“I’d love to move to Vermont and start a company here,” the snowboarder from Saratoga, N.Y. sighed as we shared a chairlift in Stowe.
That was nine years ago. Chris Kaiser, who went on to found Vermont Peanut Butter, moved to Stowe in 2005, started making peanut butter in his kitchen, and by the summer of 2011 had expanded into a plant in Waterbury. After the facility was wiped out by tropical storm Irene, he rebuilt and is now selling his all-natural nut butters internationally. Kaiser has become a Vermontrepreneur.
What makes a Vermontrepreneur? It’s hard work, creativity, resiliency, and a dedication to quality. It’s also an ethic about life and work and giving back. Vermontrepreneurs measure profits in ways accountants could never calculate. Yet according to the Census Bureau, they are less likely to fail than those in neighboring states.
“Vermont is very good at growing companies. We’re like a greenhouse,” said Joe Fusco, vice-president at Casella Waste Systems and an advisor at the University of Vermont’s new Sustainable Entrepreneurship MBA program (SEMBA).
What is Vermont doing to help grow its entrepreneurs?
* Prizes for plans: You can win as much as $25,000 (as well as more than $45,000 in pro bono services) in LaunchVT’s 2014 business plan competition. And Strolling of the Heifers offers nearly $90,000 for plans in the farm/food sector.
• Skill building: Take game design at Champlain College or earn a new Sustainable Entrepreneurship MBA from the University of Vermont. State colleges such as Vermont Technical College and Community College of Vermont also offer practical programs ranging from cheesemaking to sustainable design, search engine optimization to manufacturing.
• Seed money: Fresh Tracks Capital (proud venture parent to Vermont Teddy Bear, Mophie, EatingWell and others) is interviewing its next potential entrepreneurs. Its annual Peak Pitch event, to be held at Sugarbush on March 6, involves “chairlift” pitches. And consider Vermont Center for Emerging Technologies (VCET), named one of the top 11 university-based incubators in the world. Last, the Vermont Economic Development Authority provides loans to new and emerging companies.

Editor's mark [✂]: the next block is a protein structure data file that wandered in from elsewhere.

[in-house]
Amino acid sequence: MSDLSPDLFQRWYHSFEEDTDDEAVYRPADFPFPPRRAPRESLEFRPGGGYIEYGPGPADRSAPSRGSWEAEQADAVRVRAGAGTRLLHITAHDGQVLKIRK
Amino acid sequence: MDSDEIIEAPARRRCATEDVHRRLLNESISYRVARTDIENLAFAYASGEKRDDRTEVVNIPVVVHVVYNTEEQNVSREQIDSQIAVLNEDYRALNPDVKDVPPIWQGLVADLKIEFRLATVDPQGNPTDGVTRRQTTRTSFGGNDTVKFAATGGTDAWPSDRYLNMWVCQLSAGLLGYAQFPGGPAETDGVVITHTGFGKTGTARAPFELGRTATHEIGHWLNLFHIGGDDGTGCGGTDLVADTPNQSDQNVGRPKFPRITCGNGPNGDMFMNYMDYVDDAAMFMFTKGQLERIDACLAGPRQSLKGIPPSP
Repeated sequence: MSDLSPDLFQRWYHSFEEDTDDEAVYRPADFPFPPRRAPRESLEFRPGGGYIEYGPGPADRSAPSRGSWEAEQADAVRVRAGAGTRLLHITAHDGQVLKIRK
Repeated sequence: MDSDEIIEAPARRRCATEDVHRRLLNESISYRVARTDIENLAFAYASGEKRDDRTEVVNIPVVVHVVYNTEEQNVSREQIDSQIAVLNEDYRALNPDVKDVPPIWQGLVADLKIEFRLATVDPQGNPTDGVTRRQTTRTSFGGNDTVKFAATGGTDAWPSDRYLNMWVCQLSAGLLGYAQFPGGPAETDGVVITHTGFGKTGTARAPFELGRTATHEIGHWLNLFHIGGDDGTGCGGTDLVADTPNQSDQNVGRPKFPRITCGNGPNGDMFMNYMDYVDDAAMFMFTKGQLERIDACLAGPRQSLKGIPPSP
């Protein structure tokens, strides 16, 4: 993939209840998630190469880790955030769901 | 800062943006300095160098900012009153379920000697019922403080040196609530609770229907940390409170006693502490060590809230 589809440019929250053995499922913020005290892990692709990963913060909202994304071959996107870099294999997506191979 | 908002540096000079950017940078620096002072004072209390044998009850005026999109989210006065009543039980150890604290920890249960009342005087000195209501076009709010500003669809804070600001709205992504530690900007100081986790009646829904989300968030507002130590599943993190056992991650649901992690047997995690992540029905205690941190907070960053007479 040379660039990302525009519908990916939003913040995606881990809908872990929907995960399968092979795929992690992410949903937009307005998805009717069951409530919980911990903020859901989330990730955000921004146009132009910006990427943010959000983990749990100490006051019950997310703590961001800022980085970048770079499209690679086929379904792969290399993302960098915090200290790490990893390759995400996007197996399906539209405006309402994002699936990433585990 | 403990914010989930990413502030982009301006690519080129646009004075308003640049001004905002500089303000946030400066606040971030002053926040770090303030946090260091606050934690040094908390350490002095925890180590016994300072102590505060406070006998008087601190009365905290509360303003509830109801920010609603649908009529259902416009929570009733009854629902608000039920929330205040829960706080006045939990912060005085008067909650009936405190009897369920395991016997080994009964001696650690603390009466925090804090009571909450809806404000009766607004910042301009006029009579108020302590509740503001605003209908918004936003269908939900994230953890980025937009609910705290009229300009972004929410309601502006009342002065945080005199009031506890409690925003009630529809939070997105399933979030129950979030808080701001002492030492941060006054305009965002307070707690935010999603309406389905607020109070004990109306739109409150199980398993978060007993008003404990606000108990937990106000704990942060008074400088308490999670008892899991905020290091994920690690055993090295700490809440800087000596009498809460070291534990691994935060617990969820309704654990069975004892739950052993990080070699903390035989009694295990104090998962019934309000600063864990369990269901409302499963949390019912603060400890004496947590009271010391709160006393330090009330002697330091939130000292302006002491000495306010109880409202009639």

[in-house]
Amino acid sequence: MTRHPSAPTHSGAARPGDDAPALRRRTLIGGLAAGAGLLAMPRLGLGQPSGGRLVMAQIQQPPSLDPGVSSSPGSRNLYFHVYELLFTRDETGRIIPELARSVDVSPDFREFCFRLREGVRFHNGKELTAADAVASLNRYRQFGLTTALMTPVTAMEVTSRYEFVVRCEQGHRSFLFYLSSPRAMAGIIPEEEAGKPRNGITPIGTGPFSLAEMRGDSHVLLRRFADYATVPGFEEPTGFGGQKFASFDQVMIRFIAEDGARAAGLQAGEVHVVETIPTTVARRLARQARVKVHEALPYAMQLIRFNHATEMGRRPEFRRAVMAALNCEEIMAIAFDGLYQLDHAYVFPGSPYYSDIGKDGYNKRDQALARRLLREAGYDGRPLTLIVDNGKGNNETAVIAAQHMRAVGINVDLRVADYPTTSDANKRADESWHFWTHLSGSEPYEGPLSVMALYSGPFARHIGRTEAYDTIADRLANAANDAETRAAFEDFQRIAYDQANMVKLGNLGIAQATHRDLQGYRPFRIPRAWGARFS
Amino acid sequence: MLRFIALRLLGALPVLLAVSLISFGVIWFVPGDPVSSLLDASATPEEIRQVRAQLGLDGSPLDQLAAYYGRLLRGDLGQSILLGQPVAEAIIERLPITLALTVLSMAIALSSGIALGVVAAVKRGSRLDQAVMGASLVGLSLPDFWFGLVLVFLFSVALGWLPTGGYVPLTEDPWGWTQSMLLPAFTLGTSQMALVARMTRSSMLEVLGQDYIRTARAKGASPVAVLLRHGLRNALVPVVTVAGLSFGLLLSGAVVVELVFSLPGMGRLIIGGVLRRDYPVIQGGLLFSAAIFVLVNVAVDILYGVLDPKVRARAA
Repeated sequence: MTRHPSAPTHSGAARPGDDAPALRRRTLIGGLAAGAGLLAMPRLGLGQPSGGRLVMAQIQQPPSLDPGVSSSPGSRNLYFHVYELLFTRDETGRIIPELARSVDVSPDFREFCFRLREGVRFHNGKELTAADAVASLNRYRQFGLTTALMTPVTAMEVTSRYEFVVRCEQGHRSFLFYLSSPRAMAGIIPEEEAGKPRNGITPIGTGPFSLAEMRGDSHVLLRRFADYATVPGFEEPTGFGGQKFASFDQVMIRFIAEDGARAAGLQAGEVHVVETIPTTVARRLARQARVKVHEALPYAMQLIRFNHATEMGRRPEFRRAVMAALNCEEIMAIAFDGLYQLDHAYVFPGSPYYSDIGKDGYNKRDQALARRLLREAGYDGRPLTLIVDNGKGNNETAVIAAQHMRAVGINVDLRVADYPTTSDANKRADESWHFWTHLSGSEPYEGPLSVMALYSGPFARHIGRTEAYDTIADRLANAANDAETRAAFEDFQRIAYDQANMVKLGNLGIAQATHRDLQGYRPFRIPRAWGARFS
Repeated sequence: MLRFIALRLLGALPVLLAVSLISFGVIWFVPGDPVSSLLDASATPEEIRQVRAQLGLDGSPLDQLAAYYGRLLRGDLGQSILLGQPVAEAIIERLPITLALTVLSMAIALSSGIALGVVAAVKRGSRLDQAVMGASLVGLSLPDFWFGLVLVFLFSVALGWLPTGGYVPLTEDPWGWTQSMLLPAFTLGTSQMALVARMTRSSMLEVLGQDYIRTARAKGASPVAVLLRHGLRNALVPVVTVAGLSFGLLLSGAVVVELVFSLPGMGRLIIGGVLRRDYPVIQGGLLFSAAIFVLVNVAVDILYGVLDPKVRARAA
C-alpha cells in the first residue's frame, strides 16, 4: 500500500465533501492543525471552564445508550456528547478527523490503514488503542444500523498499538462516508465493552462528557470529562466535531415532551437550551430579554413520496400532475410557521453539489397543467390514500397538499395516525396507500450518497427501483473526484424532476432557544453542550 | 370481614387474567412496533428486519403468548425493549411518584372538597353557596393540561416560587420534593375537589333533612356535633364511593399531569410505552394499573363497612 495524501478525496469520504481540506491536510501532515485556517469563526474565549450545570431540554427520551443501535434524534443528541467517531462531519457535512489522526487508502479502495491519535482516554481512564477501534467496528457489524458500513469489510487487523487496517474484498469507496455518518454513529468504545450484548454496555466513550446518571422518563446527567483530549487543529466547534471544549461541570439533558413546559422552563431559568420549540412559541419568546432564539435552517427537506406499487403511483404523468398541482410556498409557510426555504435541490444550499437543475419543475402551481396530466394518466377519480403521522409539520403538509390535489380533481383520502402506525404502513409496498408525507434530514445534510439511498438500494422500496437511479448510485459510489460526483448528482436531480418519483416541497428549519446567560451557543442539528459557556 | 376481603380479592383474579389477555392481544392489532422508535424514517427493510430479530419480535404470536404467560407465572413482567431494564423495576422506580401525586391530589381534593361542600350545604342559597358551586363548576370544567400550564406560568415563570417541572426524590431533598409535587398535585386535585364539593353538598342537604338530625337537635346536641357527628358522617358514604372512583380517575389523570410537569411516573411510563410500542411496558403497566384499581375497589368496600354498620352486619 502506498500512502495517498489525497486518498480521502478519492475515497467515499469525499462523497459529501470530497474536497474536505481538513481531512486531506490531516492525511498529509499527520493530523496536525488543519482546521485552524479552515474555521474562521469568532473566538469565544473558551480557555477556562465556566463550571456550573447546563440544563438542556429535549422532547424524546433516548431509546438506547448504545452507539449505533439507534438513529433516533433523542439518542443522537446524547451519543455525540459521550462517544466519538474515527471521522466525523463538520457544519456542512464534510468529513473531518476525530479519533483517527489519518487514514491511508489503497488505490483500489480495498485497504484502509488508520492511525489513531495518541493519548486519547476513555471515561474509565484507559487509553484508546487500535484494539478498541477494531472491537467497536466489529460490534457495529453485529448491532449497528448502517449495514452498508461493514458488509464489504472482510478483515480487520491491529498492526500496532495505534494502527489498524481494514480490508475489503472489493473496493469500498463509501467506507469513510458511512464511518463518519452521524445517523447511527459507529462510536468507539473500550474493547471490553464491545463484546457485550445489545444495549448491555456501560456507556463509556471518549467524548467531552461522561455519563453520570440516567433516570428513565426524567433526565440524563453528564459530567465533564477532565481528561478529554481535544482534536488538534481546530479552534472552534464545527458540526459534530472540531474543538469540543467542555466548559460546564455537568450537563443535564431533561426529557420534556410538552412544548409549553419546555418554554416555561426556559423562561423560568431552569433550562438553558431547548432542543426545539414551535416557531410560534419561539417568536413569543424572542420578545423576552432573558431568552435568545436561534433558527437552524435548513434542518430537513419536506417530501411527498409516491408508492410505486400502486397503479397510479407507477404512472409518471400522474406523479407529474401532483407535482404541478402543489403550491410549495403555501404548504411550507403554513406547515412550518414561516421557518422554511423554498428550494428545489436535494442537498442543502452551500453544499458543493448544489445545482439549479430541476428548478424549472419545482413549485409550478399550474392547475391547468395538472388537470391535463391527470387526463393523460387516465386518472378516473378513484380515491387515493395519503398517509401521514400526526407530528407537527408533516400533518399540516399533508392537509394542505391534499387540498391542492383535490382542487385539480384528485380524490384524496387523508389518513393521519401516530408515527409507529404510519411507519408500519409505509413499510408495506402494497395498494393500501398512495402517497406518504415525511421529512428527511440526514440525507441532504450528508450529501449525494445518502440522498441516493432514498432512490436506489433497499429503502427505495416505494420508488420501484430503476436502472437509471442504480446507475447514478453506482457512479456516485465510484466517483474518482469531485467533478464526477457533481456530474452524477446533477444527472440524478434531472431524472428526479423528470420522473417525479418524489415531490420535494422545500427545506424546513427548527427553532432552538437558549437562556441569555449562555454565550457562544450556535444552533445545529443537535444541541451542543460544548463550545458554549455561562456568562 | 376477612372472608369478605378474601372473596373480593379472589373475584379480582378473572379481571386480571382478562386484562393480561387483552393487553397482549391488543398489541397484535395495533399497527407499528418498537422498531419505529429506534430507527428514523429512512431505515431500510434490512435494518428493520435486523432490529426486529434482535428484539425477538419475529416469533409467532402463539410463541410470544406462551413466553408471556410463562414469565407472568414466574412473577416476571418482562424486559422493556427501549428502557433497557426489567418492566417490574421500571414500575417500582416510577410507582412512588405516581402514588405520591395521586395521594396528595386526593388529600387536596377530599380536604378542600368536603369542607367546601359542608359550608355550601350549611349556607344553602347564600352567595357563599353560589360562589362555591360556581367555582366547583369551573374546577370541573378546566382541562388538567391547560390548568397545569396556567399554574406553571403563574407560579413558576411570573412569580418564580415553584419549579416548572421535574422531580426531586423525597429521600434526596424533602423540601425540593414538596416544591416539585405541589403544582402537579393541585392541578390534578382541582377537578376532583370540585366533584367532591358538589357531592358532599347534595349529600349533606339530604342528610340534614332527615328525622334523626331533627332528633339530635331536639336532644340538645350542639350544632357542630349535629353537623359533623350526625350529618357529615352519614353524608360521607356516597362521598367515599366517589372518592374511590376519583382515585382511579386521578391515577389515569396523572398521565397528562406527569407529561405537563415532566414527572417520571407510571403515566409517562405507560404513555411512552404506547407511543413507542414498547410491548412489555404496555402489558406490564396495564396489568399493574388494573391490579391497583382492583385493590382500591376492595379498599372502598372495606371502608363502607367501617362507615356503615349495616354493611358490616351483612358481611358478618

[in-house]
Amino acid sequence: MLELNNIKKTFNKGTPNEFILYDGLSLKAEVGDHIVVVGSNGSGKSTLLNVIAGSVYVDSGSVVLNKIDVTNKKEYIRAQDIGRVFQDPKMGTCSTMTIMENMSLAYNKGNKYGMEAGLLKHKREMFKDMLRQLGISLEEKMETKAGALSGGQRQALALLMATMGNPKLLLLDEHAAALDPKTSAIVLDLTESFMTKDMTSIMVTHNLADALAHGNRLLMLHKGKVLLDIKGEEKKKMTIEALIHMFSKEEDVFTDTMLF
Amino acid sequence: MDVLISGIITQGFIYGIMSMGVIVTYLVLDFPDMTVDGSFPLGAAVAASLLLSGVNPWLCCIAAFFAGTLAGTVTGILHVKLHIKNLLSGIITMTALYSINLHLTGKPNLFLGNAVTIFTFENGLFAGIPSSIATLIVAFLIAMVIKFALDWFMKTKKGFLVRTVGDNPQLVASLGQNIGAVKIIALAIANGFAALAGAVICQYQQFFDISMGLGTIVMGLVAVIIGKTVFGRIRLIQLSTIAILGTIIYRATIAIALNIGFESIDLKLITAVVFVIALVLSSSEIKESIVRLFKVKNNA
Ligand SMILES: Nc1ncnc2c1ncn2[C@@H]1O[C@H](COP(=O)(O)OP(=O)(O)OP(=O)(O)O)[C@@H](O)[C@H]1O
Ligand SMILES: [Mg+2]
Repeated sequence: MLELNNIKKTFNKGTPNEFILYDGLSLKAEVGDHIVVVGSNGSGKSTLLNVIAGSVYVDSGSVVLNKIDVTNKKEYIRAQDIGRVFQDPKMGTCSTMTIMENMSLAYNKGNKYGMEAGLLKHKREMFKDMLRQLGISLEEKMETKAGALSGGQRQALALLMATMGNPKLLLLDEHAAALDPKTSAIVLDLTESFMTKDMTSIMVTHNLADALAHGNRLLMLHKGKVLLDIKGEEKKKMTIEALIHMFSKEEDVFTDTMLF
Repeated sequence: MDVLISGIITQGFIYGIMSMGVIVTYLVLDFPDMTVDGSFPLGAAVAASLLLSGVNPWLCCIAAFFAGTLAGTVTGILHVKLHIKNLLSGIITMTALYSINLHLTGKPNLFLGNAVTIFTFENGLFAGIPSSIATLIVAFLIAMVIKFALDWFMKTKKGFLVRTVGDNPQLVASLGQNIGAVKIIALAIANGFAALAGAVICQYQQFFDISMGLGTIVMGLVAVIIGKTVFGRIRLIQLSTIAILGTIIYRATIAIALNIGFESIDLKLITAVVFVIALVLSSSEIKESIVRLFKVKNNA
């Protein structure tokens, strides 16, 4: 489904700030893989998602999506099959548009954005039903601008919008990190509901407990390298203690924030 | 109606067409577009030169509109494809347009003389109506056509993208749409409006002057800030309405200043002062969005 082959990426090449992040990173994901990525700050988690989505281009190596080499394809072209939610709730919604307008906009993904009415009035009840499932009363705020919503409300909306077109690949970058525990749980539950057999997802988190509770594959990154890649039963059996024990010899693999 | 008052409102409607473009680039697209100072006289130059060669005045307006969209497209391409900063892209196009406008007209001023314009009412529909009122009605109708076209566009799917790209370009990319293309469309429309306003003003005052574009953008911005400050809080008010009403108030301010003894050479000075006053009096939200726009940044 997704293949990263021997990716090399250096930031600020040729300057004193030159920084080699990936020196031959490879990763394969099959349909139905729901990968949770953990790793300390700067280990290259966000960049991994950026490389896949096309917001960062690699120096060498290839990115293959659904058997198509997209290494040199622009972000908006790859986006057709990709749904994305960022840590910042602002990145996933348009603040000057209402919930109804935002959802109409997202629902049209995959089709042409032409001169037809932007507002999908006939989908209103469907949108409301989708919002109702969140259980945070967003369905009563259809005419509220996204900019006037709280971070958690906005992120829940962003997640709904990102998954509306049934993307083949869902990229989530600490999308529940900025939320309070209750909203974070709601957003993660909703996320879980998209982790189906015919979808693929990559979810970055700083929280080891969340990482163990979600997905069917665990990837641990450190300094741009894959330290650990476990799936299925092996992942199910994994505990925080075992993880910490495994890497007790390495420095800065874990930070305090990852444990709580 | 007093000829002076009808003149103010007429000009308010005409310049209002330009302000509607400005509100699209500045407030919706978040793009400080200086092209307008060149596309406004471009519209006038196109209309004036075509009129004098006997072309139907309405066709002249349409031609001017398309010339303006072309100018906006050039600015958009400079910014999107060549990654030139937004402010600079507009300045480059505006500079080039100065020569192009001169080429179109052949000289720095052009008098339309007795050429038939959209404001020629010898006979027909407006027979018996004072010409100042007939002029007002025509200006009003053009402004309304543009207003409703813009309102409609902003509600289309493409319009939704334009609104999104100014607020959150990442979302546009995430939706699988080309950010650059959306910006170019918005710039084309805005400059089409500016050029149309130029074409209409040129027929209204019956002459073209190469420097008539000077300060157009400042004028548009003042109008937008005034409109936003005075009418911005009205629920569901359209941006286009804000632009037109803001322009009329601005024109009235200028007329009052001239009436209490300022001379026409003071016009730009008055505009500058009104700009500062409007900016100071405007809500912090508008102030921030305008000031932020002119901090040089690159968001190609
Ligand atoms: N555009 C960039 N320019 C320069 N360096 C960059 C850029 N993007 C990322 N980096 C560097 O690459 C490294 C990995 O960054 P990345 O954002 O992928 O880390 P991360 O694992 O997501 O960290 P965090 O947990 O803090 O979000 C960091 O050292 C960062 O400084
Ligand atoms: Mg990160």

• Big capital: For those with a big idea, Vermont’s EB-5 program has provided access to more than $300 million in capital and generated thousands of jobs.
• Growth incentives: The Vermont Employment Growth Incentive (VEGI) rewards companies for growing businesses and jobs here. By 2016, VEGI will have generated more than 6,145 jobs with an average compensation of $57,641.
• Workforce training: The Vermont Training Program helps pay up to 50 percent of training costs for employees in qualified businesses. In 2013, VTP helped train more than 3,850 Vermonters, who went on to improve their wages by 13 percent.
• Government contracting: Vermont’s Procurement Technical Center (PTAC) has helped Simon Pearce sell $5 million worth of fine stemware to U.S. embassies worldwide, and Darn Tough put its socks on U.S. soldiers’ feet. In 2013, Vermont companies received 519 contracts worth $73,822,954—nearly double last year’s figure.
Thanks to these programs and others, we’ve seen seedling companies grow into Ben & Jerry’s, Dealer.com, Commonwealth Dairy, Biotek, Logic Supply and others. Is your company next? To learn more about how to start or grow a business, visit the Department of Economic Development’s website, ThinkVermont.com.•
Lisa Gosselin is Commissioner of Vermont’s Department of Economic Development.